Diocesan hermit announces transgender identity

diocesan hermit

In a groundbreaking move within the Catholic Church, Brother Christian Matson, a diocesan hermit, has announced plans to come out as transgender.

“This Sunday, Pentecost 2024, I’m planning to come out publicly as transgender” Matson told Religion News Service on May 17.

Matson, who has a doctorate in religious studies, said he was speaking out with the permission of his bishop, John Stowe of the Diocese of Lexington in Kentucky.

He may be the first openly trans person in his role in the Catholic Church, Matson added. However, Religious News Service was not able to verify that claim.

Matson, 39, explained that he transitioned in college and converted to Catholicism four years later.

He hoped his coming out would create a meaningful conversation about a particularly contentious subject in the community.

“You’ve got to deal with us, because God has called us into this Church” Matson said in his message about transgender Catholics.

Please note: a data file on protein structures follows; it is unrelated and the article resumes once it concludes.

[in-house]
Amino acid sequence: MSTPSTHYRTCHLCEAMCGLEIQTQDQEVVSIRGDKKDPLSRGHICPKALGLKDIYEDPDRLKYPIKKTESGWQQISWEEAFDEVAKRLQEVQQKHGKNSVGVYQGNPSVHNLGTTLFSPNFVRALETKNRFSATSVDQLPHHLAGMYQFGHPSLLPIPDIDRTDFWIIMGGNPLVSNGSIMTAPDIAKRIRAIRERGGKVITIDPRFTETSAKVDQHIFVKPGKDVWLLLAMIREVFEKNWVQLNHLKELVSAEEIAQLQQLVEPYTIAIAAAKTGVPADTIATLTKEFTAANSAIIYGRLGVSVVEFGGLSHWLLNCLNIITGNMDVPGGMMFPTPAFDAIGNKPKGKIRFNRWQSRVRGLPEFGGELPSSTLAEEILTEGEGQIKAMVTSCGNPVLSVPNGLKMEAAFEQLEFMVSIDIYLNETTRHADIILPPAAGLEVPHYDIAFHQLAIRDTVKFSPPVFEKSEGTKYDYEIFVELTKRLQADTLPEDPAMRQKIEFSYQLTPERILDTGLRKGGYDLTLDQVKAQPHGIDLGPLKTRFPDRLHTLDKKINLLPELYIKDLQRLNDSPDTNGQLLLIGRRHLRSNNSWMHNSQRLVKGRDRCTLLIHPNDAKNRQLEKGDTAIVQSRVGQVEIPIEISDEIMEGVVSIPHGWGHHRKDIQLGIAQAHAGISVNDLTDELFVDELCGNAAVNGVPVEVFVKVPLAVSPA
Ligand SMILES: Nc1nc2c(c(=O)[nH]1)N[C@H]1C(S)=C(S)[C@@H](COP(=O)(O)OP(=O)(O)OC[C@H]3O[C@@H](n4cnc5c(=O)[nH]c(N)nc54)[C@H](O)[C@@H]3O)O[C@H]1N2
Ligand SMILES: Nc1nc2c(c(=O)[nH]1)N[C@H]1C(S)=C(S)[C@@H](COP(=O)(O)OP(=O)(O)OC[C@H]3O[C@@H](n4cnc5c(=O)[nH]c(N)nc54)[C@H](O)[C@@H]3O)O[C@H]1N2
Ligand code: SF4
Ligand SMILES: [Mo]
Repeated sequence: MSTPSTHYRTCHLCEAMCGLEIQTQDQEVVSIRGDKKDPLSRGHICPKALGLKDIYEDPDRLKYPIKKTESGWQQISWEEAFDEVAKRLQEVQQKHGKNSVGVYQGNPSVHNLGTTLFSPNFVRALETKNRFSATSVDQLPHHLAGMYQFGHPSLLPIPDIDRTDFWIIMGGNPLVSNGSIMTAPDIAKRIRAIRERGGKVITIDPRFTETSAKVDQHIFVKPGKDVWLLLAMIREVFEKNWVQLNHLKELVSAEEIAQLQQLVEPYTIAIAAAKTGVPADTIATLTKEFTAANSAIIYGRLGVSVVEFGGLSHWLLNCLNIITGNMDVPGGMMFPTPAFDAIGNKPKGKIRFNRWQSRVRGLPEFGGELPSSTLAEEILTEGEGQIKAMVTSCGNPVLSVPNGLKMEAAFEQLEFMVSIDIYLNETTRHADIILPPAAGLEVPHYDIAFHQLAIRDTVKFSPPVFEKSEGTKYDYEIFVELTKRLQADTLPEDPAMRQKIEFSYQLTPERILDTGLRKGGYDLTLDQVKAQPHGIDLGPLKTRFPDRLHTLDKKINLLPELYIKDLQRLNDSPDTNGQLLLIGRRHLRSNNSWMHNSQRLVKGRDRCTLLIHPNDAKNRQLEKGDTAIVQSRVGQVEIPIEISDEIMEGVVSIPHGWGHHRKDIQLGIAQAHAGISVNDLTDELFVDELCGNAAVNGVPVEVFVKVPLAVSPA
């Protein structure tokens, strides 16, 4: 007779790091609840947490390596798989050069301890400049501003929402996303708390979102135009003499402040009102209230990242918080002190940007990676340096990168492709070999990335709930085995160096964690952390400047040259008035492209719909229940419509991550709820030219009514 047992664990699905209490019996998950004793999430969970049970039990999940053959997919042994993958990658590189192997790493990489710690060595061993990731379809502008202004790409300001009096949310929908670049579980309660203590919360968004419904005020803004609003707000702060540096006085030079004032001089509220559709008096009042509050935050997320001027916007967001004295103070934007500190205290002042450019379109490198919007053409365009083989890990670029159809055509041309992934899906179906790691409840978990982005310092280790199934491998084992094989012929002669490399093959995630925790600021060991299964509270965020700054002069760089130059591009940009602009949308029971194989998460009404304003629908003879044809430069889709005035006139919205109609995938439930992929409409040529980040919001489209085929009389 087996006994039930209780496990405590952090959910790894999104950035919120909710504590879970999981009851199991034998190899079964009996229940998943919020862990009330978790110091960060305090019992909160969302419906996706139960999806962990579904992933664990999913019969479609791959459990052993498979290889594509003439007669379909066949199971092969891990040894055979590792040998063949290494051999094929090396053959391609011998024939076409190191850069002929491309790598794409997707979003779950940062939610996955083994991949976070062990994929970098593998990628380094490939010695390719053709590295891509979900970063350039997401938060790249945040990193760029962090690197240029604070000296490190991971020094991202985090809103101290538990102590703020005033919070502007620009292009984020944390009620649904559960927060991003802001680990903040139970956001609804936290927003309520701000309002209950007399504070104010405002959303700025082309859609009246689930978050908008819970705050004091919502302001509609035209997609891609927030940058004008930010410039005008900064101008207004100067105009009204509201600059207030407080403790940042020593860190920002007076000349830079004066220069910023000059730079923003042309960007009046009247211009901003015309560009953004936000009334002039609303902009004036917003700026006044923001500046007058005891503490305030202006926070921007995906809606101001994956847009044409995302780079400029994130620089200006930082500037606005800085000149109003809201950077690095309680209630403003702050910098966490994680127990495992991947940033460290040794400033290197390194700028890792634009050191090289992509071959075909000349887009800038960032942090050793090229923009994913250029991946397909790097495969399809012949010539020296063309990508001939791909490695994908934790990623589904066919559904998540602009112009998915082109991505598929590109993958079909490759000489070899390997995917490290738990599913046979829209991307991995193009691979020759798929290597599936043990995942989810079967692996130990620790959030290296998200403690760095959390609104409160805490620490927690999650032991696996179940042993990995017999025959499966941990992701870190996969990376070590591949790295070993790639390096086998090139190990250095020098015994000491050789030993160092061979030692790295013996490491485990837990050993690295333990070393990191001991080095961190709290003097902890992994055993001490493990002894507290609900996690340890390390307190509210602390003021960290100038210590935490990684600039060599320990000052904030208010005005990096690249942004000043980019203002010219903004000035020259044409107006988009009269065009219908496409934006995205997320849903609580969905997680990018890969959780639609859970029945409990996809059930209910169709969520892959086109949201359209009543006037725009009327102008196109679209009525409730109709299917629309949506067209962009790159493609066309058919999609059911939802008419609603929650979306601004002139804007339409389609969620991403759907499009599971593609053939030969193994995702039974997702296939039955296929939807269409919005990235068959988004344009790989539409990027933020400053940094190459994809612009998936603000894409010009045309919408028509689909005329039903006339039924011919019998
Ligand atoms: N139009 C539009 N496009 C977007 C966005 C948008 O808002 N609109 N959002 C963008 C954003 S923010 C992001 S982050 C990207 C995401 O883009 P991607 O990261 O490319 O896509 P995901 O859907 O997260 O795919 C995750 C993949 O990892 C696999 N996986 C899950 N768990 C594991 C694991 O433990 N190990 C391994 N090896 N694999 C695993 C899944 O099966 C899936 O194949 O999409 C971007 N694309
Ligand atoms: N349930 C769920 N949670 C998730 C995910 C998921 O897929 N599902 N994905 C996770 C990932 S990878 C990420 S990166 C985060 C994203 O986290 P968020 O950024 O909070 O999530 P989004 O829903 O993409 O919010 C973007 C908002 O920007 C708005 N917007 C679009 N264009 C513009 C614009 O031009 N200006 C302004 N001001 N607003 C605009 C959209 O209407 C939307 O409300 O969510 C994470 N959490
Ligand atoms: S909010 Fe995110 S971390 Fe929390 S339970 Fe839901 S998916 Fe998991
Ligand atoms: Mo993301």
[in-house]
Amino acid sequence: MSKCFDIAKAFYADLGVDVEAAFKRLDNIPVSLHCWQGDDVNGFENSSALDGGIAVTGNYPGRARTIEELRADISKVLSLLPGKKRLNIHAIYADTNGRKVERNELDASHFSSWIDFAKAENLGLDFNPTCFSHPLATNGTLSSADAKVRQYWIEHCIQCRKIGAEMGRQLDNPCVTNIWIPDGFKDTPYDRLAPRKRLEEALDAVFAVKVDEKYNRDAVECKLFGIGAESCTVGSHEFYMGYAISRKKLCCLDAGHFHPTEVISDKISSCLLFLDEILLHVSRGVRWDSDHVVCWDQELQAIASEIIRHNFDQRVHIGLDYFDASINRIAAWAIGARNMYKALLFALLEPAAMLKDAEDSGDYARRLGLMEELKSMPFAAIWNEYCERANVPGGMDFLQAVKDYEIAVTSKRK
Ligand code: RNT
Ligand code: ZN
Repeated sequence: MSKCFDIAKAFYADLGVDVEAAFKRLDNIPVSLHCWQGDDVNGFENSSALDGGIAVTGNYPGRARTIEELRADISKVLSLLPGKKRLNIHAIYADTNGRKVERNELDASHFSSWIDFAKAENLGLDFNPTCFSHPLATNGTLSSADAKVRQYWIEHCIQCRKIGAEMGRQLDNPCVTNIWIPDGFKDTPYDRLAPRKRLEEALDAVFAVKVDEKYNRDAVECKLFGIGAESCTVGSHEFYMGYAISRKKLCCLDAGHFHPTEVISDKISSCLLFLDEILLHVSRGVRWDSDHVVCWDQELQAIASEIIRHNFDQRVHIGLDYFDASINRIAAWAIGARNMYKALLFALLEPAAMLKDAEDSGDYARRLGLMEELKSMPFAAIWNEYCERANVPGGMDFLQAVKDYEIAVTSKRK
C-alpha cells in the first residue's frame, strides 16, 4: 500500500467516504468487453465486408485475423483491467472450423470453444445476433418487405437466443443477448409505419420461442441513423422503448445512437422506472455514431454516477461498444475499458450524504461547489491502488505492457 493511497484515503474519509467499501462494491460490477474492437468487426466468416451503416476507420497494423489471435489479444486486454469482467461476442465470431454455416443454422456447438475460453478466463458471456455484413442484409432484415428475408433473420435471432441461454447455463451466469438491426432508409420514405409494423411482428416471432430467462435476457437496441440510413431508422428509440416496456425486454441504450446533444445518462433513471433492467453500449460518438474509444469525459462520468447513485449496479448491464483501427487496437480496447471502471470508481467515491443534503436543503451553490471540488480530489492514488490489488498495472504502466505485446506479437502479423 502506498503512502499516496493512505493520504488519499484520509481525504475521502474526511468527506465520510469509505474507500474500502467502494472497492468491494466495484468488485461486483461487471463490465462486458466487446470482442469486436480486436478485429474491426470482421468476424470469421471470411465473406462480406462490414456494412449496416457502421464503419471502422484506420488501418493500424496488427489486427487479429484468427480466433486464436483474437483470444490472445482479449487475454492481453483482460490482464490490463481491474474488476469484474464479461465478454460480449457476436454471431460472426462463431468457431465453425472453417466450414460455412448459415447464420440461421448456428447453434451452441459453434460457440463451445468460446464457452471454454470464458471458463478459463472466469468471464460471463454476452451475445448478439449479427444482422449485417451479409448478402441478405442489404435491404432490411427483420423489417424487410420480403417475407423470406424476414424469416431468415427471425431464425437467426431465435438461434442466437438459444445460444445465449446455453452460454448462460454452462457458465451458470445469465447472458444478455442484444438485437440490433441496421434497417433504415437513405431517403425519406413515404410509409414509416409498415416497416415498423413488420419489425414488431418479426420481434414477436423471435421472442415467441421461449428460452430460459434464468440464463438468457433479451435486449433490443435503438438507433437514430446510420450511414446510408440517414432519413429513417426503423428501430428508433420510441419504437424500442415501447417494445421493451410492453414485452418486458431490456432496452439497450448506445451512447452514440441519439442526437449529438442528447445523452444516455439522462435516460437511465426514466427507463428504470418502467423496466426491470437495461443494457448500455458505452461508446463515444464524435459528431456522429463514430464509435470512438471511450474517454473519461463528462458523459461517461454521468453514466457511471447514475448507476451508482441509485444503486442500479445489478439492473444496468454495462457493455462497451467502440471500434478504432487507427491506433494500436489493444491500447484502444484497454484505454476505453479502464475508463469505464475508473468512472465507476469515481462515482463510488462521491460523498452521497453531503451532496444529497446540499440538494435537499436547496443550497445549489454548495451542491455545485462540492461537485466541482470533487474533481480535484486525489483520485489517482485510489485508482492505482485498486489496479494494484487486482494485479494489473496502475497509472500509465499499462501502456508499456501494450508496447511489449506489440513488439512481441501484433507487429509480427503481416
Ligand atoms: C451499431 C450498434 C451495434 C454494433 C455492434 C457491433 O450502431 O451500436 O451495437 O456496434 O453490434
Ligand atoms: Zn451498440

Matson’s coming out came soon after the Vatican issued “Dignitas Infinita”, a 20-page treatise that described gender theory, abortion and surrogacy as attacks on humanity’s connection with God.

“Vatican-level documents that have come out on the subject have not engaged with the science at all” Matson said about the Church’s official take on trans issues.

He has sent multiple letters to the Vatican and asked leaders to engage with more trans individuals.

To serve the church

When he felt called to serve in the Church, Matson consulted a canon lawyer about his options. He was advised that becoming a diocesan hermit would be the best thing for him.

However several communities had rejected Matson before he finally found a place in Kentucky.

Seeing Matson’s sincere call to serve, Bishop Stowe approved his path as a diocesan hermit—a solitary religious vocation less bound by community restrictions.

“Hermits are a rarely used form of religious life, but they can be either male or female” Stowe explained. This allowed Matson to live his vocation without pursuing priesthood or sacramental ministry.

Matson’s coming out aims to foster dialogue and greater understanding within the Church.

“I don’t have a hidden agenda, I just want to serve the Church” he said. “People can believe that or not.”

Both Matson and Bishop Stowe anticipate potential backlash but remain committed to this path. Stowe emphasised that “My willingness to be open to him is because it’s a sincere person seeking a way to serve the Church.”


Religion News Service

New York Times

CathNews New Zealand


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